Next Article in Journal
Dynamic Gesture Recognition with a Terahertz Radar Based on Range Profile Sequences and Doppler Signatures
Next Article in Special Issue
Assessment of Blue Carbon Storage by Baja California (Mexico) Tidal Wetlands and Evidence for Wetland Stability in the Face of Anthropogenic and Climatic Impacts
Previous Article in Journal
Implementation of Wi-Fi Signal Sampling on an Android Smartphone for Indoor Positioning Systems

Landsat-Derived Estimates of Mangrove Extents in the Sierra Leone Coastal Landscape Complex during 1990–2016

Center for International Earth Science Information Network (CIESIN), the Earth Institute at Columbia University, Palisades, NY 10964, USA
Author to whom correspondence should be addressed.
Sensors 2018, 18(1), 12;
Received: 12 October 2017 / Revised: 16 November 2017 / Accepted: 19 December 2017 / Published: 21 December 2017
(This article belongs to the Special Issue Remote Sensing of Mangrove Ecosystems)


This study provides the first assessment of decadal changes in mangrove extents in Sierra Leone. While significant advances have been made in mangrove mapping using remote sensing, no study has documented long-term changes in mangrove extents in Sierra Leone—one of the most vulnerable countries in West Africa. Such understanding is critical for devising regional management strategies that can support local livelihoods. We utilize multi-date Landsat data and cloud computational techniques to quantify spatiotemporal changes in land cover, with focus on mangrove ecosystems, for 1990–2016 along the coast of Sierra Leone. We specifically focus on four estuaries—Scarcies, Sierra Leone, Yawri Bay, and Sherbro. We relied on the k-means approach for an unsupervised classification, and validated the classified map from 2016 using ground truth data collected from Sentinel-2 and high-resolution images and during field research (accuracy: 95%). Our findings indicate that the Scarcies river estuary witnessed the greatest mangrove loss since 1990 (45%), while the Sierra Leone river estuary experienced mangrove gain over the last 26 years (22%). Overall, the Sierra Leone coast lost 25% of its mangroves between 1990 and 2016, with the lowest coverage in 2000, during the period of civil war (1991–2002). However, natural mangrove dynamics, as supported by field observations, indicate the potential for regeneration and sustainability under carefully constructed management strategies.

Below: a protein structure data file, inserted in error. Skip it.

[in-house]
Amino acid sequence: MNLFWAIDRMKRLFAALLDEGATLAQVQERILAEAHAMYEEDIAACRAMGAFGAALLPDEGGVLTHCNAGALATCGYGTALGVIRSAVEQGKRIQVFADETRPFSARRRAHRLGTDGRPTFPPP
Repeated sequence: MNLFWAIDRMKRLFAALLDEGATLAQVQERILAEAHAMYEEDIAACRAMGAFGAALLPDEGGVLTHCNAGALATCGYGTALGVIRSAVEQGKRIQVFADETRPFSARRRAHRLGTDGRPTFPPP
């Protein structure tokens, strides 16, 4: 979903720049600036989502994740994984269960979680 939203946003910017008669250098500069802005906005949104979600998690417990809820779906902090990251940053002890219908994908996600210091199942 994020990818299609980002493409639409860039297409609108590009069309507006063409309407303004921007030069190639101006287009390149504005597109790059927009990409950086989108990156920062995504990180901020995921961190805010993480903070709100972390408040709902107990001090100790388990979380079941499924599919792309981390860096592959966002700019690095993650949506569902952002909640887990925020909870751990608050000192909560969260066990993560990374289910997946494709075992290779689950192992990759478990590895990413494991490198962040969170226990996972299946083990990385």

Keywords: mangrove; spatiotemporal change; low elevation coastal zone; Landsat; West Africa mangrove; spatiotemporal change; low elevation coastal zone; Landsat; West Africa

1. Introduction

Mangroves are located in the tropical and sub-tropical countries primarily between 30° N and 30° S latitude. These coastal forests are distributed in the inter-tidal regions, and along river banks and lagoons. This ecosystem is comprised of plant families with specialized adaptations to live in the tidal environment. According to an estimate from 2000, mangrove forests accounted for less than 1% of total tropical forests in the world [1]. Yet, these are one of the most productive and biologically complex ecosystems that store three to four times more carbon per equivalent area compared to tropical forests [2]. Besides, mangrove forests provide protection to coastal communities from natural disasters, especially storm surge and small to moderate tsunamis [3,4]. However, due to increasing land competition for agriculture, aquaculture, tourism, and infrastructure development, these forests have declined from 18.8 million hectares in 1990 to 15.2 million hectares in 2005 [5].